I was going to write about WIFI today. Something along the lines of was there life before WIFI? because ours has been down for the past 24 hours and we’re rattling around all shiftless and lost, trying to remember how we used to spend our time.
We used to read more, not just during the blank patch on the ferry from Swartz Bay to Tsawwassen and not just in bed or in the bath. We would read just because.
A few hours into our WIFI desert, Graham (Mr. When I’m 64) picked up a book and four words in – no lie, four words – asked “what’s solecism?”
I don’t know, I told him. And you can’t Google it.
So that’s how it’s been for us.
But then we heard the Shaw tech guy was on his way and I roar around my office in a frenzied tidy up, the kind once spurred when my parents would call from a pay phone down the road, saying “we’re in the neighbourhood. Be there in 10 minutes.”
I’m shoving papers and folders onto a closet shelf and this fell down to remind me why I’m not an actor.
Since I have the attention span of tse tse fly, I took it to mean I should write about it, although it has more to do with when I was 44 than 64. Sometimes I go off topic.
Anyway, I was at work 20ish years ago when a former colleague called to request my help. She’d written a play about Judy Garland and Liza Minnelli. She’d also be directing it and had cast every part except that of Judy’s mother, Ethel Gumm. Please, she begged. It’s a very small part and you’ll just be a voice from the wings. You won’t have to go on stage.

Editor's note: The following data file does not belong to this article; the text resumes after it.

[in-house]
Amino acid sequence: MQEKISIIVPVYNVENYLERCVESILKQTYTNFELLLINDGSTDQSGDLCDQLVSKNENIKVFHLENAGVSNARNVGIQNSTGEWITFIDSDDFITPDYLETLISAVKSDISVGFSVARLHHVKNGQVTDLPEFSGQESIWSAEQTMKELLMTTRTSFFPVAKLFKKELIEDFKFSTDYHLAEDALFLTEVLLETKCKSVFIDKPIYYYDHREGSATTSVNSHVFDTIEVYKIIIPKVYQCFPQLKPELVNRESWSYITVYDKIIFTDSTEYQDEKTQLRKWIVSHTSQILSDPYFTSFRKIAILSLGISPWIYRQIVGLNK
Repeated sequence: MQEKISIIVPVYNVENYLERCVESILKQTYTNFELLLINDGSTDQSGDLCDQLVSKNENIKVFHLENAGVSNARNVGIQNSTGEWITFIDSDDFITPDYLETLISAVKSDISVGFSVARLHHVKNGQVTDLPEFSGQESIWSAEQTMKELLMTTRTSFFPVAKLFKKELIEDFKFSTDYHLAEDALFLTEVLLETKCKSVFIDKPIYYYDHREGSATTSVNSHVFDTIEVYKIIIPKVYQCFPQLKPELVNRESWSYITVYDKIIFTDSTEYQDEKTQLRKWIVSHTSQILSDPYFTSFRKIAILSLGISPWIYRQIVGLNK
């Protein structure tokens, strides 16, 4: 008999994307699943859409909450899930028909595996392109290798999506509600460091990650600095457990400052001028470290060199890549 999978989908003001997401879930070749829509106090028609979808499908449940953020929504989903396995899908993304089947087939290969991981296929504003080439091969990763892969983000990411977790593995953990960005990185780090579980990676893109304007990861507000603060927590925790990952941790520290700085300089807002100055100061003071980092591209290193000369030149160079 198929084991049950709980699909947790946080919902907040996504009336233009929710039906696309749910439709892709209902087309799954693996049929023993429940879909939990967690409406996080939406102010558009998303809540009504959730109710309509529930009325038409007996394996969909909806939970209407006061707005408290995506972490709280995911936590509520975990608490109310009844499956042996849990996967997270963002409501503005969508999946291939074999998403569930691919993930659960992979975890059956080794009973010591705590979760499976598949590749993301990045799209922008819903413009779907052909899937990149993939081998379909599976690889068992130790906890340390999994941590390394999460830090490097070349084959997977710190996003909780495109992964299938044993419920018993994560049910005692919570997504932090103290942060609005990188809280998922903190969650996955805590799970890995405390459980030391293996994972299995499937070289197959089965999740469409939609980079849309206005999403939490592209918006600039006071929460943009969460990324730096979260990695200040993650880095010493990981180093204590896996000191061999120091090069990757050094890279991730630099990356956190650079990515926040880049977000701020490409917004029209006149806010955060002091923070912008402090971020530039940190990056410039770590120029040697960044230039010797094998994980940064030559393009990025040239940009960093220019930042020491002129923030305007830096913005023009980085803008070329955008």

Acting, however small the role, was about number 86 on my list of aspirations and I reluctantly agreed to this one small part. A few minutes later the fax machine whirred and brought me the script with Ethel’s lines circled along with those of a reporter and a member of the public. The latter two were not voice-from-the-wings roles, but would be on stage.
There was also a note about the rehearsal schedule – twice a week. The play, a musical, would be on stage over three nights at the McPherson Playhouse in Victoria, a venue at which people actually pay good money to see real talent.
So here I was now with three bit parts and roped into rehearsals. There was some talent among the other cast members and no shortage of enthusiasm as they moved from Judy’s youth to the Wizard of Oz to Liza’s big voice. Lots of singing and dancing for them; happily none for me.
But then it came to the last scene. The play needed a big close and the director wanted it to feature the entire cast, not just the main players.
Opening night, the theatre was half filled. My family was in attendance, along with spirited representation from the LGBTQ community.
The performance was lumpy but lines were more or less delivered as intended. Then it came to the closing number.
(I came across another picture recently of my high school band on parade. I was the first clarinetist, which speaks more to the quality of the clarinet section than to my talent. We’re marching. Every single band member is marching with right foot forward and there I am, at the front, striking out with my left.)
Back to the play. I have a bit of amnesia here – probably PTSD – so I don’t recall whether we all linked arms to sing Meet Me in St. Louis or We’re Off to see the Wizard. I was between Auntie Em and the Tin Man. There was choreography involved and coordination required; some side stepping, high kicking and skipping.
I was Mr. Bean.
Performance over, I could see Graham waiting for me at the top of the long hall from the dressing rooms to the lobby. Arms crossed, a half smile.
“Was it awful?” I asked.
He nodded. “Awful.”